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Holding On to My Hand (#GrowDeep)
by Rey Diaz
Posted on Tuesday, September 19, 2017
On a recent mission trip, we took the children of San Jose Orphanage to the Caves of Taulabe.

We did the ‘normal’ 300 meter tour inside the cave. The environment was eerie.  The floor was wet and slippery.  The humidity was palpable.  Breathing was a chore.  By itself, the cave would have been a challenge for me.  But when you add 25 orphans and vulnerable children ages 6 to 16, the difficult level goes up a few notches.  We (mission trip members) were all assigned two children to walk with inside the cave.  I was assigned Maria José and Christian.  As we walked in, they were to my left and my right, alongside.  But after a few meters in and down into the cave, both of them quickly drew closer to me.  And after a few steps, they each reached out to hold my hand.  Almost immediately, a couple of bats flew down and some folks yelled (I may have been one of them).  Now Maria and Christian were squeezing my hands.  And for the next 275 meters, they did not let go.  They were holding on for dear life.  In that uneasy and scary environment, I was their lifeline.  If they slipped or tripped, they knew I would not let them go so they were safe.  My hands represented safety for these two children.

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I’m no novice to holding on to someone’s hand.  As a father, i’m use to holding the hands of my both Isabela and Elijah, though now that Elijah is 10, its not as often as I would like.  But growing up both my kids have escaped accident after accident because they were holding on to my hands.  At this point, I bet both my kids take it for granted.  On a typical day I probably hold my children’s hands several times.

But not for the children of San Jose.  And most likely that is not the case for many of the orphans and vulnerable children around the world.  That evening I was reflecting on the lack of a father figure in the lives of Maria José and Cristian.

How many days had gone by since the last time a male figure had held on to their hands?

Had the last set of male hands hurt them instead of protect them?

Who is the next set of male hands that will lovingly reach out to them?

rey team

Taking nothing away from Sister Edith, who is one of my heroes, and has provided the closest thing to a family these children have ever experienced, but God put men and fathers on this earth to fulfill a role.  And when that person is absent, so are many of the functions the father is suppose to bring to a healthy family.  In scripture the word orphan is usually combined with the word widow.  They are a unit - the orphan and the widow (James 1:27).  And the original Hebrew word for orphan is “fatherless.”  In that time in culture, when a family lost the father (divorced, death or for whatever reason), the family was left hopeless and helpless, both mother and children.  They were at the mercy of people who would help them (2 Kings 4). In many ways, the same is true today.  Statistics show the profound effects of fatherless homes in our society - "children from fatherless homes are more likely to be poor, become involved in drug and alcohol abuse, drop out of school, and suffer from health and emotional problems.” (Osborne and Mclanahan - Partnership instability and child well being).  We need fathers.  And mothers.  And family.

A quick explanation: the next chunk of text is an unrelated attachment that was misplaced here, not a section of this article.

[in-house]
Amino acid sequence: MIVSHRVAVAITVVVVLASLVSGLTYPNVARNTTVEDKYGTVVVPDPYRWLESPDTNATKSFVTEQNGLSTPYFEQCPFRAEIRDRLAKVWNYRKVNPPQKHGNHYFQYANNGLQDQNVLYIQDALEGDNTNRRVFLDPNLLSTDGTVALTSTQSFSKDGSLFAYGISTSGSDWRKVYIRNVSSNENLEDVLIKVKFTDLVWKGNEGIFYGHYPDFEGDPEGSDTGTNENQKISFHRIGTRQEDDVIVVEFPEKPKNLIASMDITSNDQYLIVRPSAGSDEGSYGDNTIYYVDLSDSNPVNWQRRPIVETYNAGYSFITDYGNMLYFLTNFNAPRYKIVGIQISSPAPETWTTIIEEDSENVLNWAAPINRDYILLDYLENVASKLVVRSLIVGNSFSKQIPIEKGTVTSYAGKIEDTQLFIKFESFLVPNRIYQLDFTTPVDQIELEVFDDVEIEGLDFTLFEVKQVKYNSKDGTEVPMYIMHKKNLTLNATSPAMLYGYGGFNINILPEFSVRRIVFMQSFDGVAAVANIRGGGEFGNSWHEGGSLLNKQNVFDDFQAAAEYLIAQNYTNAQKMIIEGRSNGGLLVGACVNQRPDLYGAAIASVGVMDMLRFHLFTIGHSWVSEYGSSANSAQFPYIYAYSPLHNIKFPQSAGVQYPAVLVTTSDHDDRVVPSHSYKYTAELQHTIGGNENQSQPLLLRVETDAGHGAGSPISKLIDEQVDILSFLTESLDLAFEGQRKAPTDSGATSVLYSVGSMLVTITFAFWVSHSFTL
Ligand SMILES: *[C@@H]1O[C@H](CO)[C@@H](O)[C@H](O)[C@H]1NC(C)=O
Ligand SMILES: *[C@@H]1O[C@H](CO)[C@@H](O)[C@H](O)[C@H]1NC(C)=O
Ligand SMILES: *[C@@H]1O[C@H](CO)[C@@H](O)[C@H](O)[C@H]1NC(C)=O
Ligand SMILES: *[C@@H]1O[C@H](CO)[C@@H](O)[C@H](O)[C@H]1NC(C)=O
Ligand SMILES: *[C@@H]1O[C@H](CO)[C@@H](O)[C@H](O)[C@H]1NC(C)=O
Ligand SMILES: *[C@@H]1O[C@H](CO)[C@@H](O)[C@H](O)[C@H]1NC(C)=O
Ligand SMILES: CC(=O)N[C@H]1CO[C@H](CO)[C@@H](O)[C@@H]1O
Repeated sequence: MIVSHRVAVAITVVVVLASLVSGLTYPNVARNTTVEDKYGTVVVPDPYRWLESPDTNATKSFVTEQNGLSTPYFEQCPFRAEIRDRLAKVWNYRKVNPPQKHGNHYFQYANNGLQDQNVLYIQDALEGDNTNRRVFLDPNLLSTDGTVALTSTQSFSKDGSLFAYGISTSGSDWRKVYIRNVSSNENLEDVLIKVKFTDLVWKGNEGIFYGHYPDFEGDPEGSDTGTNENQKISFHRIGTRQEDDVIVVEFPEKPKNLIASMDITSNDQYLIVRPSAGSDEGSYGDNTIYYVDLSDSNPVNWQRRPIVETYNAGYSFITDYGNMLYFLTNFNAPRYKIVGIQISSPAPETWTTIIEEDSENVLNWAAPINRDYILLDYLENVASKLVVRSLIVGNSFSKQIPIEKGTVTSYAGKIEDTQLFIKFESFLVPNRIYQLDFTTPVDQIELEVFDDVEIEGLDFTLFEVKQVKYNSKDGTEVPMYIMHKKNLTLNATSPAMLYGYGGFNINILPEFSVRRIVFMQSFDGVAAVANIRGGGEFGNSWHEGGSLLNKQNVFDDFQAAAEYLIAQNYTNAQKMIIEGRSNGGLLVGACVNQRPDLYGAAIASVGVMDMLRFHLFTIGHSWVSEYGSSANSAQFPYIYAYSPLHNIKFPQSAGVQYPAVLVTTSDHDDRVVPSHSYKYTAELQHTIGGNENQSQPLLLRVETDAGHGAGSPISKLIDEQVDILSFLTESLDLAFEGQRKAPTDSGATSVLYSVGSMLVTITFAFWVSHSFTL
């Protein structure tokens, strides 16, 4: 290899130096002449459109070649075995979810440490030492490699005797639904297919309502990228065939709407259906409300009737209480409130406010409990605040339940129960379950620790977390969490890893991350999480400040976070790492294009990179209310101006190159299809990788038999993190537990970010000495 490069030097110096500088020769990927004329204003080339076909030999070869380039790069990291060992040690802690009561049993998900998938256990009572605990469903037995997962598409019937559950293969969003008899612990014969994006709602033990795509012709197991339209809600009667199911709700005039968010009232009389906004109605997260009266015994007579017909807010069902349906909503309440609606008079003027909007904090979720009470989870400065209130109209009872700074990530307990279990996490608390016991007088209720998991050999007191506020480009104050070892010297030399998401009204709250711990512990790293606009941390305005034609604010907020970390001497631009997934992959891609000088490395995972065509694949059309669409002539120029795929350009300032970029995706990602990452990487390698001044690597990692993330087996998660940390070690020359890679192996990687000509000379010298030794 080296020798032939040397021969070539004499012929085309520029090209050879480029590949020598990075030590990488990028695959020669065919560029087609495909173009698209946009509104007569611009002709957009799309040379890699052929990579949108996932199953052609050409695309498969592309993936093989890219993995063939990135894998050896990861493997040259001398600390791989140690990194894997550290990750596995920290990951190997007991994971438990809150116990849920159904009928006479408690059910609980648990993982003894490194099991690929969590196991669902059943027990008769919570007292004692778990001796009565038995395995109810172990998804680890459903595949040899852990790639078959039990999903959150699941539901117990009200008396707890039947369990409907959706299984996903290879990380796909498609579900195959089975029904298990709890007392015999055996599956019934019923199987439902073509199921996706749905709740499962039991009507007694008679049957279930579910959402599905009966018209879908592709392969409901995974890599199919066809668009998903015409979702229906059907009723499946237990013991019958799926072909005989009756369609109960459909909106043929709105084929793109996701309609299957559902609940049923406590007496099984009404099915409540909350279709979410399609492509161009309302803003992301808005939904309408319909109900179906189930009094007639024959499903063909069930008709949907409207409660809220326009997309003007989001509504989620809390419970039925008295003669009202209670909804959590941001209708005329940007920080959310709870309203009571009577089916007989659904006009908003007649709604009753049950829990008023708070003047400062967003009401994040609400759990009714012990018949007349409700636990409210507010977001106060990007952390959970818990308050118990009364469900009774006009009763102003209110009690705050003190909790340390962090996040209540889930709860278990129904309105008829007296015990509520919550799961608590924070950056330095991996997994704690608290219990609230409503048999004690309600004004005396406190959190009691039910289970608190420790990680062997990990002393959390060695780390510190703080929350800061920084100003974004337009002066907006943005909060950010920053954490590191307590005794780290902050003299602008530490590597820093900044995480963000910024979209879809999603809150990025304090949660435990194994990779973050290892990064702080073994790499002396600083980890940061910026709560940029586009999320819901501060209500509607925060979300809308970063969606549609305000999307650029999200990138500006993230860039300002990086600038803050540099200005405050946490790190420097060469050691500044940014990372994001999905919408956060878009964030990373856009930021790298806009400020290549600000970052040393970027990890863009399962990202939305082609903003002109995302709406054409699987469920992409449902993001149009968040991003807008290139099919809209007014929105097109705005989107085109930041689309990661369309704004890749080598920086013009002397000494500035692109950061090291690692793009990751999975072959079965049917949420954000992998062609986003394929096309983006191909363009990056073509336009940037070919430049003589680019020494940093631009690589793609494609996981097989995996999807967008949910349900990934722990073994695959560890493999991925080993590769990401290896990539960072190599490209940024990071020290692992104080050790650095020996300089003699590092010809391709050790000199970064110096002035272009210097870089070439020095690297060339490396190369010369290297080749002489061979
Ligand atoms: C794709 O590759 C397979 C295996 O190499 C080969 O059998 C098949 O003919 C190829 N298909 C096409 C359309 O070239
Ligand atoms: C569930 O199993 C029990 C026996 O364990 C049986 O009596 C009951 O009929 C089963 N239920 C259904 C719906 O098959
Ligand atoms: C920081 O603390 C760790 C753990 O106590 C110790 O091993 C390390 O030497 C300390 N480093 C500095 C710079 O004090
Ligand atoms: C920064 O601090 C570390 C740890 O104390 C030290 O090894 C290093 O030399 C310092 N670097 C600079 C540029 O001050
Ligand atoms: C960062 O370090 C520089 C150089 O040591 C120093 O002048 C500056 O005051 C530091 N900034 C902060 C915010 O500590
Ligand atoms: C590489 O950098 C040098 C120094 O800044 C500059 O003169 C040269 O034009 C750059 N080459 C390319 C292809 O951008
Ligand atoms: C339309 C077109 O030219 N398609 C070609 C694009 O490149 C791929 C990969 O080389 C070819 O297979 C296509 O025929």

God knows our needs.  And God, the father to the fatherless, knows the needs of every single orphan and vulnerable child on planet earth.  He knows our longing for a father.  For family. Our longing for safety.  Protection.  Provision.   Connection.

God knows that we will reach out in our time of deepest need.  When are souls are in the valley of the shadow of death, we will reach out.  When anxiety paralyzes us, we will reach out.  When fear overwhelms, we will reach out.

When orphans and vulnerable children are scared, desperate or just lonely, they will reach out.

And our good heavenly Father will reach out to us.  He will hold on to our hands.  Tightly.  And he will whisper into our ears “So do not fear, for I am with you;  do not be dismayed, for I am your God.  I will strengthen you and help you; I will uphold you with my righteous right hand.”  (Isaiah 41:10).  God might even use the message version of the bible and whisper “ I’ll hold you steady, keep a firm grip on you."

Really this is the message of both the Old and New Testament.  It's not that life will be easy and challenge-free.  It's that no matter what we face in life, God will be with us.  Walking with us.  Holding on to us.  Jesus was named Emmanuel - God is with us.

So I was actually wrong in my assessment.  Maria and Cristian have been held on to by protective and powerful hands.  God’s hands.  God is holding on to them for dear life.  And He promises He will not let go. “My sheep listen to my voice; I know them, and they follow me.28 I give them eternal life, and they will never perish. No one can snatch them away from me, 29 for my Father has given them to me, and he is more powerful than anyone else. No one can snatch them from the Father’s hand.” (John 10:27-29).  When Maria and Cristian reach out, they will realize God is there.  No one and no thing will ever snatch them from God’s hands.

If you look at the logo of Orphan Outreach, it's Our Father’s Hand, guiding us, all of us, in the journey of life.  Not only is He holding our hand, our lives are in His hand.   Orphan care is a beautiful reflection of the gospel because it tells our story as well.

 

 

 


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